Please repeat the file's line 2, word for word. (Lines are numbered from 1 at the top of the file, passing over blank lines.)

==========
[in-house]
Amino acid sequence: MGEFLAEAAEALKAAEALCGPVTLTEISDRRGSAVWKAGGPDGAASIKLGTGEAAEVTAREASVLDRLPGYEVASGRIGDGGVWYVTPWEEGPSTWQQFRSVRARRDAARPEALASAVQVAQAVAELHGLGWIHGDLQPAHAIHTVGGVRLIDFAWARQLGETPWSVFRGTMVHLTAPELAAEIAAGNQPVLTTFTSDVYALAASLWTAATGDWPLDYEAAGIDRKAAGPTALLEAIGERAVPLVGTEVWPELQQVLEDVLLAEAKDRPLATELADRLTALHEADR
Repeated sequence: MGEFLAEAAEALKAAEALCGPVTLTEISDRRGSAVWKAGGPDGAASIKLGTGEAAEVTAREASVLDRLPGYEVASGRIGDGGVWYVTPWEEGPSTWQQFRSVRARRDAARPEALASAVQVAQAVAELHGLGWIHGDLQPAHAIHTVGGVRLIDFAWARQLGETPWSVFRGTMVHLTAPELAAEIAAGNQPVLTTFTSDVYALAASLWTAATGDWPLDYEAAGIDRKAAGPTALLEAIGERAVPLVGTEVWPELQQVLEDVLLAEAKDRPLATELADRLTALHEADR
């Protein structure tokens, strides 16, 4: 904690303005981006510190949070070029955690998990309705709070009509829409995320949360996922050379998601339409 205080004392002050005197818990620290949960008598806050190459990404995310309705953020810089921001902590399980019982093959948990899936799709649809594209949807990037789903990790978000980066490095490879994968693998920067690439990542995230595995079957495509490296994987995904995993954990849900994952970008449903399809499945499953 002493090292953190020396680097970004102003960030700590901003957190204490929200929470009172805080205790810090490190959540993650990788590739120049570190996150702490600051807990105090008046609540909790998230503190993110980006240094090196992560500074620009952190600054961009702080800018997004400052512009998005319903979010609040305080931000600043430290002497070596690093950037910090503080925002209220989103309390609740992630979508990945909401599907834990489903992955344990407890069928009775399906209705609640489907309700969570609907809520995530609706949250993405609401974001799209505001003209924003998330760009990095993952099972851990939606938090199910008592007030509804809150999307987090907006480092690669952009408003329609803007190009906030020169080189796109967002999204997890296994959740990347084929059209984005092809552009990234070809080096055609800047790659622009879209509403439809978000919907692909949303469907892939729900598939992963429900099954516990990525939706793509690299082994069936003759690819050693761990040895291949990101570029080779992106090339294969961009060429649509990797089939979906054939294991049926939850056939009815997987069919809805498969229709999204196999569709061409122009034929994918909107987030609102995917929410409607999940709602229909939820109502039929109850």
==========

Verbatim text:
Amino acid sequence: MGEFLAEAAEALKAAEALCGPVTLTEISDRRGSAVWKAGGPDGAASIKLGTGEAAEVTAREASVLDRLPGYEVASGRIGDGGVWYVTPWEEGPSTWQQFRSVRARRDAARPEALASAVQVAQAVAELHGLGWIHGDLQPAHAIHTVGGVRLIDFAWARQLGETPWSVFRGTMVHLTAPELAAEIAAGNQPVLTTFTSDVYALAASLWTAATGDWPLDYEAAGIDRKAAGPTALLEAIGERAVPLVGTEVWPELQQVLEDVLLAEAKDRPLATELADRLTALHEADR